Part 1: We Need to Talk About Line Height
Getting line spacing right is one of those aspects of typesetting that is a tricky combination of good judgement and practiced technique, making it both an art and a science.
Line spacing is a complex topic, and one that often demands whole chapters in traditional typography manuals. Typesetting for the web brings additional complications. We will need to look at the metrics built into every font (that’s the science) as well as establish some robust guidelines for judging space that will change depending on typeface, use, context and intention (that’s the art).
We’ll begin with some definitions
In CSS, the line-height property refers to the distance from one baseline to the next. It uses measurements that are built into the font, and variously interpreted depending on the particular combination of browser and operating system, to set the “correct” amount of space. Ideally, this distance will have been well-configured by the font’s designer.
For the purposes of this article, we are interested in the complete distance between each baseline in a paragraph of text, which we will call “Line-Height”. “Line Gap” refers to the space between the lowest descender of one line and the tallest ascender of the next.
A look at the metrics
To describe the measurements involved in line spacing, we have to start with the em, a unit of measurement used as the scale for the font size. Whenever a font-size is specified in some CSS units (absolute or relative), it is always the font’s em that is scaled to that specified size. It is the font’s designer who decides what the size of all the font’s glyphs will be in relation to the em. Therefore, the actual size of the glyphs (letters, digits etc.) from one font set at a particular font size may be quite different from the size of those glyphs from a different font. However, a widespread and useful convention among major font vendors is such that the height of the uppercase Latin letters (such as E or H) is typically somewhere around 70% of the em. This means that if text is set at font-size: 20px, the actual height of the letter H will often be around 14 pixels. (But if the font foundry chose not to adhere to that convention, the height may be much larger or much smaller.)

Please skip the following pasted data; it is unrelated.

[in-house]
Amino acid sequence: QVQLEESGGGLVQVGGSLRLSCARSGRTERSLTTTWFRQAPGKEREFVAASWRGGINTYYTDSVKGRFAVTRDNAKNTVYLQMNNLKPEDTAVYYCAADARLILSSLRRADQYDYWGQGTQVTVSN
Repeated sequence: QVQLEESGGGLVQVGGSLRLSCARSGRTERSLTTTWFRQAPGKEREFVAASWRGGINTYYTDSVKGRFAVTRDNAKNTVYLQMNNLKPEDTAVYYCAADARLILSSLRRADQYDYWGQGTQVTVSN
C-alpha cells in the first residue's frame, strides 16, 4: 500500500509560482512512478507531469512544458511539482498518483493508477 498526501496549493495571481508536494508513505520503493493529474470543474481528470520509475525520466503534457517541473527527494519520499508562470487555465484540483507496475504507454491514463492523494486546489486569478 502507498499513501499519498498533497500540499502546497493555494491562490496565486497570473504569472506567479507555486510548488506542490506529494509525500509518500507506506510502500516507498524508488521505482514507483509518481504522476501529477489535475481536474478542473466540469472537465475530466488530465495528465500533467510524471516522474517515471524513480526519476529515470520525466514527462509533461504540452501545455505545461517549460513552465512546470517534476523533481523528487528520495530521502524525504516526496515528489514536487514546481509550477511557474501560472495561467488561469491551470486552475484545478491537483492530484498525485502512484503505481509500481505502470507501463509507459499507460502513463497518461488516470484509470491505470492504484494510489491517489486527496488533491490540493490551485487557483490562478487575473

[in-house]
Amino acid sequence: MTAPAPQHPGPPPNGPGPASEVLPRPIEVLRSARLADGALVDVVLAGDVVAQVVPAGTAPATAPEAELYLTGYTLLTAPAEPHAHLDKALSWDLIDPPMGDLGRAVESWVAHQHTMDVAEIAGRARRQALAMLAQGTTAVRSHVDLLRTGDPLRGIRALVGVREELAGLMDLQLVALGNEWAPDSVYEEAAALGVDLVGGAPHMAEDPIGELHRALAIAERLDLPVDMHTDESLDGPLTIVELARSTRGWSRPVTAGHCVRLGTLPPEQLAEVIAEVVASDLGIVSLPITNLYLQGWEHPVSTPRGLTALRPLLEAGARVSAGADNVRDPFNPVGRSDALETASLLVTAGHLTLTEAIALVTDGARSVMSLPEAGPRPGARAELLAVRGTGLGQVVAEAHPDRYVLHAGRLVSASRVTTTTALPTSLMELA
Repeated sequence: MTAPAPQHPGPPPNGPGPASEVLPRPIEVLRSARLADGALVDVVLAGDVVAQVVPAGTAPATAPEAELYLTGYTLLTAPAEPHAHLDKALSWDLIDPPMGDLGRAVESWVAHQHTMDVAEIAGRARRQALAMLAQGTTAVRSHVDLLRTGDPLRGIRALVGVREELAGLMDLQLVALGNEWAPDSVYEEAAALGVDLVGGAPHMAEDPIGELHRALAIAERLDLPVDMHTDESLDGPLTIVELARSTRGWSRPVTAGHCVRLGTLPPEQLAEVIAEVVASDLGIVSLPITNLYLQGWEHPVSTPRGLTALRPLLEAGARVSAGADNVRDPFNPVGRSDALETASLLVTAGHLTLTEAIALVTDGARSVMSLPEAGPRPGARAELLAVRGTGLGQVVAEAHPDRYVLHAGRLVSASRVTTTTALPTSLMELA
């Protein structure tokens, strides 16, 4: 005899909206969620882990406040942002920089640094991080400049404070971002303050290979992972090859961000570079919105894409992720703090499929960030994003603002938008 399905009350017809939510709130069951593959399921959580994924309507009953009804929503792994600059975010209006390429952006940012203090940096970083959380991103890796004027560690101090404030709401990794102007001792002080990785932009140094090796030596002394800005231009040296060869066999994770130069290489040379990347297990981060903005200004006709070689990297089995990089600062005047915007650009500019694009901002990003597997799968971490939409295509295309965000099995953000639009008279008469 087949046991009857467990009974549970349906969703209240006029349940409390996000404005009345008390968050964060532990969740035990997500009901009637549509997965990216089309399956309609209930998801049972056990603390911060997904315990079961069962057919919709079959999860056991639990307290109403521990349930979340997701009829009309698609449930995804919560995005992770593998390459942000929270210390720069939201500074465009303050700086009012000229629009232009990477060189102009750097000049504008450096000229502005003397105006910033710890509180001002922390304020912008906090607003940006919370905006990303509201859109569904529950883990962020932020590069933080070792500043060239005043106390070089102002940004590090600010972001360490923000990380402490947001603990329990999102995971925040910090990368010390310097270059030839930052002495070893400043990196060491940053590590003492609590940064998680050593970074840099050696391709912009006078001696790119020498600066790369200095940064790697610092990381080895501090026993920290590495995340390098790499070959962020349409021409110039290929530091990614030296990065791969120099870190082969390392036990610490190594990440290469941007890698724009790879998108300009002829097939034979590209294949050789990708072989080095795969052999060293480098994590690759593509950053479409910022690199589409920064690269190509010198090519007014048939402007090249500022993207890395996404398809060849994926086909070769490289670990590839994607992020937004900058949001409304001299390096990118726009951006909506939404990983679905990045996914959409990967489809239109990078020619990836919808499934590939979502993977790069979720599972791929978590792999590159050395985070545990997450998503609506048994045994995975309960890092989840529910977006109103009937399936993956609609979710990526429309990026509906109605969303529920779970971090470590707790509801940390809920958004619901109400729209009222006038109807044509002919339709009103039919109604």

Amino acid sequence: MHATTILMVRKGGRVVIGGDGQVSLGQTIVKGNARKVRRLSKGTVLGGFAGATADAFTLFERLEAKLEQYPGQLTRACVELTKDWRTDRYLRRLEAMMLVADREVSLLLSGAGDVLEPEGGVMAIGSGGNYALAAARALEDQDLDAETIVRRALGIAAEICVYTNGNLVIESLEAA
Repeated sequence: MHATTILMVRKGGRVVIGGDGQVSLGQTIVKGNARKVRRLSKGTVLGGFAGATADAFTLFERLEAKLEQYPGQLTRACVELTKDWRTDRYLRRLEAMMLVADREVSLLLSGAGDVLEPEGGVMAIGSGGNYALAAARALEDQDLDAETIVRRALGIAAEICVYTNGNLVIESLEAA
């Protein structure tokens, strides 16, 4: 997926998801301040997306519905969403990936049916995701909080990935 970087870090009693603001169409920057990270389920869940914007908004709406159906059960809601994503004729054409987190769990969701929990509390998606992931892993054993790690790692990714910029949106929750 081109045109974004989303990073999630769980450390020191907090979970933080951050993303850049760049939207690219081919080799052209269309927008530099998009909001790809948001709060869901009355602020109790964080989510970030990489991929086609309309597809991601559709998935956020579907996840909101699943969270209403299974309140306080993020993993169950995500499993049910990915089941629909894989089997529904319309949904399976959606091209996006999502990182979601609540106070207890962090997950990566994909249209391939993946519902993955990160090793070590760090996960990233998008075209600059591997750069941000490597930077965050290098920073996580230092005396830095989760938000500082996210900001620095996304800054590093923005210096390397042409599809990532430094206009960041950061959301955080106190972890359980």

The x-height, another common attribute used to describe a font’s proportions, is even more of a relative measure — depending on the typographic style of the typeface, the actual size of the lowercase glyphs in relation to the the uppercase letters (and to the em) varies heavily from font to font.
In short: the CSS font-size specifies the size to which the font’s em will be scaled, and the actual height of the glyphs in relation to the em varies from font to font.
The font’s designer will state a preferred distance from one baseline to the next as part of the font’s layout metrics. This information isn’t generally visible to the user, but it is easily overridden by using the CSS property line-height.